The game is also a heavy lift, lengthwise. To its credit, a good portion of the time involves browing furrowing staring at the investment tiles, trying to do the most things with a single one of the tiles but also knowing that you may need to take one of the big 4 point tiles just to get points out on the board.

I still do not think this is going to be a mainstream hit, though I think in many ways it's just as good as TS. The designers did not take the easy way out, it is a big departure and very creative.
Last edit: 18 Jul 2020 03:04 by Gary Sax.
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22 Jul 2020 00:16 - 22 Jul 2020 00:17 #312317 by Gary Sax
We finished our tabletop simulator game of this, took about 1:45 to finish the last two turns after the first four hour play got through the first four turns. This is always going to be an afternoon or very long evening game, I think, though we had sped up a lot by the end and most of our time was spent in that perplexing and fun kind of agony, staring at the tiles and trying to figure out how to take those Spain spaces or whatever..

I ended up pulling out the win with 26VP, but Not Sure was ahead in the midgame pretty strongly (lowest was like 6 or 8VP?).

The biggest thing is that there are some absolutely core, key elements of the game that are not apparent the first couple times you play it. Not all countries in Europe are equal, and not all advantage tiles are equal. The two debt baltic trade tile is beyond vital, as is the German States tile---I had the german states one locked down by midgame and used it like a bludgeon on Not Sure throughout the whole. Similarly, the way US independence plays out can be absolutely savage on the British, unravelling their entire position in N. America and even the Caribbean a little bit.

Right now, I'm liking this game better than Twilight Struggle. The different kinds of points and how to chain them together build a lot of angst into the game and there is a similar ability to induce point exchanges and stalemates in TS. The difference in Imperial Struggle is that you are given a lot more tools that have to be used to break a stalemate---those advantages and events given you a huge variety of different ways to crack a particularly stubborn area.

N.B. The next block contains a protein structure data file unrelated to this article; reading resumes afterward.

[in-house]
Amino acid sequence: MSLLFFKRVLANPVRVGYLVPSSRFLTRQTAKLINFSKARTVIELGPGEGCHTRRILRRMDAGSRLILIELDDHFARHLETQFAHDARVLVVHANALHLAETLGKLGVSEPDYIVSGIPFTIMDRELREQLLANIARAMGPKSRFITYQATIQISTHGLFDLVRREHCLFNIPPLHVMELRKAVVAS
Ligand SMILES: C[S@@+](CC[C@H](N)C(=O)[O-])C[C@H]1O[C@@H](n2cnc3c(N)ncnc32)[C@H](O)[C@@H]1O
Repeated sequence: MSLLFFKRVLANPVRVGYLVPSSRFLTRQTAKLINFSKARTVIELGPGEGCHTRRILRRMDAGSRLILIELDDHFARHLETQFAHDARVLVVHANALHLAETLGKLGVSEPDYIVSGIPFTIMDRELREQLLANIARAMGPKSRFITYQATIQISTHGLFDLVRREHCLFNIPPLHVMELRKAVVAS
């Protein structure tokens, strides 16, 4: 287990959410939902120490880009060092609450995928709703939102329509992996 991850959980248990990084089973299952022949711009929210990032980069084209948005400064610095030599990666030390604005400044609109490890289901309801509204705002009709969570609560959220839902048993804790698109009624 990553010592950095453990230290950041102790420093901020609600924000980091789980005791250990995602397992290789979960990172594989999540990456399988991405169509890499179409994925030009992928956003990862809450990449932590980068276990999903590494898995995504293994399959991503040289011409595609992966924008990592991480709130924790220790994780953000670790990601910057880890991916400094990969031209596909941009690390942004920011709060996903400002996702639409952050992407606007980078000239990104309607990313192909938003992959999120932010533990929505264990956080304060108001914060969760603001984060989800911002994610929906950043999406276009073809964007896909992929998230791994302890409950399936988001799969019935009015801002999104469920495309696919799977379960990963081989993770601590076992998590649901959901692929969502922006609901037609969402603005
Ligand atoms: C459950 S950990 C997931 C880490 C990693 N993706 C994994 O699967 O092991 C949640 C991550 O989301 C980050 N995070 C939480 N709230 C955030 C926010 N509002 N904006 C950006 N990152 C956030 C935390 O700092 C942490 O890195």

I think the designers have actually succeeded in countering all of my big criticisms of TS. But that definitely did not come with a reduced complexity level. I'm ok with that, but as I think has been made clear all over this site I like longer, complex games compared to the current vogue of bitching about how non-streamlined a game is.
Last edit: 22 Jul 2020 00:17 by Gary Sax.
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30 Jul 2020 01:53 - 30 Jul 2020 02:40 #312594 by Gary Sax
Scott and I tore through 4 turns of an imperial struggle game this evening in ~3 hours on tabletop simulator---still a slight advantage to Scott VPwise though I've gotten back in it after some rough turns. So maybe this could start to get faster. I will say that the one thing we weren't doing was regularly doing an exhaustive count like when I played Paul... but it was also clearer who was winning in each region besides Europe so maybe that helped too. It was much more of a seat of the pants subjective scoring thing for me. I think if you're willing to accept that you can have much more tempo in your game.

I still really like it! The plays feel a lot more clever and fun than TS plays, which I think is a big compliment. In TS you really just bludgeon someone and then hit them with a dice roll you hopefully have a +2 in. Things are much more subtle but still reasonably readable in this game---you can usually see when you're in a very vulnerable position from a conflict marker, isolation, something like that. Totally unraveling a position takes a great events points combo or you can see it more than one turn in advance.

I think a key factor is understanding the interplay between winning wars and winning on the board. You will not necessarily always be winning markets in a region but if you hold forts and are placing conflicts you can still win the wars. ScottF put a tremendously damaging event down with some other good plays to really get the leg up in a war in India on me, while I managed to get the upper hand in the French and Indian War. There's a lot of subtlety there.

One thing that is not subtle is that it really matters which commodities get drawn. The only reason I am still in the game is that sugar keeps coming up and I have an iron grip on sugar and tobacco. I wonder if the designers did the math and reps to see what the combinatorials look like---it can get very swingy. My instinct is that 3 draws out of a 6 tile pool 6 times probably creates a pretty low chance of really extreme repeated regions.

We had some rules questions after this game, I will say. Be sure to read up on how major actions granted by events work with existing points, and how that plays into territory.
Last edit: 30 Jul 2020 02:40 by Gary Sax.